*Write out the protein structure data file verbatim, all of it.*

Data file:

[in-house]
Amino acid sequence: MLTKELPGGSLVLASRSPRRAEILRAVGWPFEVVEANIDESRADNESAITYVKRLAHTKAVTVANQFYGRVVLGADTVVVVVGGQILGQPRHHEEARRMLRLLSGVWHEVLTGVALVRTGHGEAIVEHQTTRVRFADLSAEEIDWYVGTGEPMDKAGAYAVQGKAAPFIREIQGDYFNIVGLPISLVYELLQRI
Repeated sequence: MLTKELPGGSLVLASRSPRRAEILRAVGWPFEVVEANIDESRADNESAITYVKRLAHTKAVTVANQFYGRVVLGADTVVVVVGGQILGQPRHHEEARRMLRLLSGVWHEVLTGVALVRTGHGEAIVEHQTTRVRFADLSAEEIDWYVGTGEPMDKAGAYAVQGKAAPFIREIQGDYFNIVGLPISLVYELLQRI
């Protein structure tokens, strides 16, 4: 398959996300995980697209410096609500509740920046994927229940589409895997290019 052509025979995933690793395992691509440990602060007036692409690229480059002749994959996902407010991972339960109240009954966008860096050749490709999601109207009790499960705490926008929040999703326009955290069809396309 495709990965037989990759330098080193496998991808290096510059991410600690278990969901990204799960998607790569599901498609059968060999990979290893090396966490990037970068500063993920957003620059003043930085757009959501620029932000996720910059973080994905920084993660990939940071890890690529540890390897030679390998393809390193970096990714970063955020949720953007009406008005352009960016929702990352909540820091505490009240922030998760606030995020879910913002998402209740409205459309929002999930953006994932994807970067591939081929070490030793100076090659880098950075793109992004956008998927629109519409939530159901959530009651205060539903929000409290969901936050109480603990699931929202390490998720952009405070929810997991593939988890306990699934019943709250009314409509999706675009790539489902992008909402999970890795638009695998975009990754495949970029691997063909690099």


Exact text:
[in-house]
Amino acid sequence: MLTKELPGGSLVLASRSPRRAEILRAVGWPFEVVEANIDESRADNESAITYVKRLAHTKAVTVANQFYGRVVLGADTVVVVVGGQILGQPRHHEEARRMLRLLSGVWHEVLTGVALVRTGHGEAIVEHQTTRVRFADLSAEEIDWYVGTGEPMDKAGAYAVQGKAAPFIREIQGDYFNIVGLPISLVYELLQRI
Repeated sequence: MLTKELPGGSLVLASRSPRRAEILRAVGWPFEVVEANIDESRADNESAITYVKRLAHTKAVTVANQFYGRVVLGADTVVVVVGGQILGQPRHHEEARRMLRLLSGVWHEVLTGVALVRTGHGEAIVEHQTTRVRFADLSAEEIDWYVGTGEPMDKAGAYAVQGKAAPFIREIQGDYFNIVGLPISLVYELLQRI
């Protein structure tokens, strides 16, 4: 398959996300995980697209410096609500509740920046994927229940589409895997290019 052509025979995933690793395992691509440990602060007036692409690229480059002749994959996902407010991972339960109240009954966008860096050749490709999601109207009790499960705490926008929040999703326009955290069809396309 495709990965037989990759330098080193496998991808290096510059991410600690278990969901990204799960998607790569599901498609059968060999990979290893090396966490990037970068500063993920957003620059003043930085757009959501620029932000996720910059973080994905920084993660990939940071890890690529540890390897030679390998393809390193970096990714970063955020949720953007009406008005352009960016929702990352909540820091505490009240922030998760606030995020879910913002998402209740409205459309929002999930953006994932994807970067591939081929070490030793100076090659880098950075793109992004956008998927629109519409939530159901959530009651205060539903929000409290969901936050109480603990699931929202390490998720952009405070929810997991593939988890306990699934019943709250009314409509999706675009790539489902992008909402999970890795638009695998975009990754495949970029691997063909690099």